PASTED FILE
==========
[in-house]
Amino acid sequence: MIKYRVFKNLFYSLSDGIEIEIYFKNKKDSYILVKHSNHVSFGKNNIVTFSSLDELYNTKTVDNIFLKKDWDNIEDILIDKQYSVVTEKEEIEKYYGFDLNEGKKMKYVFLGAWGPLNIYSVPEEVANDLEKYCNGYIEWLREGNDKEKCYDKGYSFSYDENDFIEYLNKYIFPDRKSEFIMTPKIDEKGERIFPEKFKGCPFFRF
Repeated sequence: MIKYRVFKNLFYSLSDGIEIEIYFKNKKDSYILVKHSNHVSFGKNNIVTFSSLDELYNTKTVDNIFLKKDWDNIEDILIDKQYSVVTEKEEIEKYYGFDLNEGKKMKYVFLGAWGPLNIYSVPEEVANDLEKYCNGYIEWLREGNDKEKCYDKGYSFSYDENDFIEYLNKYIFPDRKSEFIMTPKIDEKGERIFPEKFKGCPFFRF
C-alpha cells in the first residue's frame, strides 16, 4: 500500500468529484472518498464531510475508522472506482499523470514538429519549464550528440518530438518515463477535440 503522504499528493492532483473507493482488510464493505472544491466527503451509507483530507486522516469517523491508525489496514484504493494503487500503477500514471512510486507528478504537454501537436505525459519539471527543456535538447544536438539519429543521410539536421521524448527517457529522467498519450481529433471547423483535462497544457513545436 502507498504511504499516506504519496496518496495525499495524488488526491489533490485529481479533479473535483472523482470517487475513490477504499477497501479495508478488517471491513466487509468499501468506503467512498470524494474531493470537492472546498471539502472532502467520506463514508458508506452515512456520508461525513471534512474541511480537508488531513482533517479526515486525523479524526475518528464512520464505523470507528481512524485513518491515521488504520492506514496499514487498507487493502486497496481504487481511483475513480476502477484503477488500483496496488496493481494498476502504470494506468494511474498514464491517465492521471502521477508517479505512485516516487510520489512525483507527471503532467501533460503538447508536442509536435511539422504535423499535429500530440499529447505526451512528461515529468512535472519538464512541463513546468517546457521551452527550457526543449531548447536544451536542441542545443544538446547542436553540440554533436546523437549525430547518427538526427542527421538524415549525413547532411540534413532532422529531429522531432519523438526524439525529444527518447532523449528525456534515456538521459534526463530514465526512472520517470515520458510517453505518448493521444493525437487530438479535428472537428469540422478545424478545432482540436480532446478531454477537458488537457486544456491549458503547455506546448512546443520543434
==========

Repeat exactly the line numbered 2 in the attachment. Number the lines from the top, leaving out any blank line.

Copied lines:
Amino acid sequence: MIKYRVFKNLFYSLSDGIEIEIYFKNKKDSYILVKHSNHVSFGKNNIVTFSSLDELYNTKTVDNIFLKKDWDNIEDILIDKQYSVVTEKEEIEKYYGFDLNEGKKMKYVFLGAWGPLNIYSVPEEVANDLEKYCNGYIEWLREGNDKEKCYDKGYSFSYDENDFIEYLNKYIFPDRKSEFIMTPKIDEKGERIFPEKFKGCPFFRF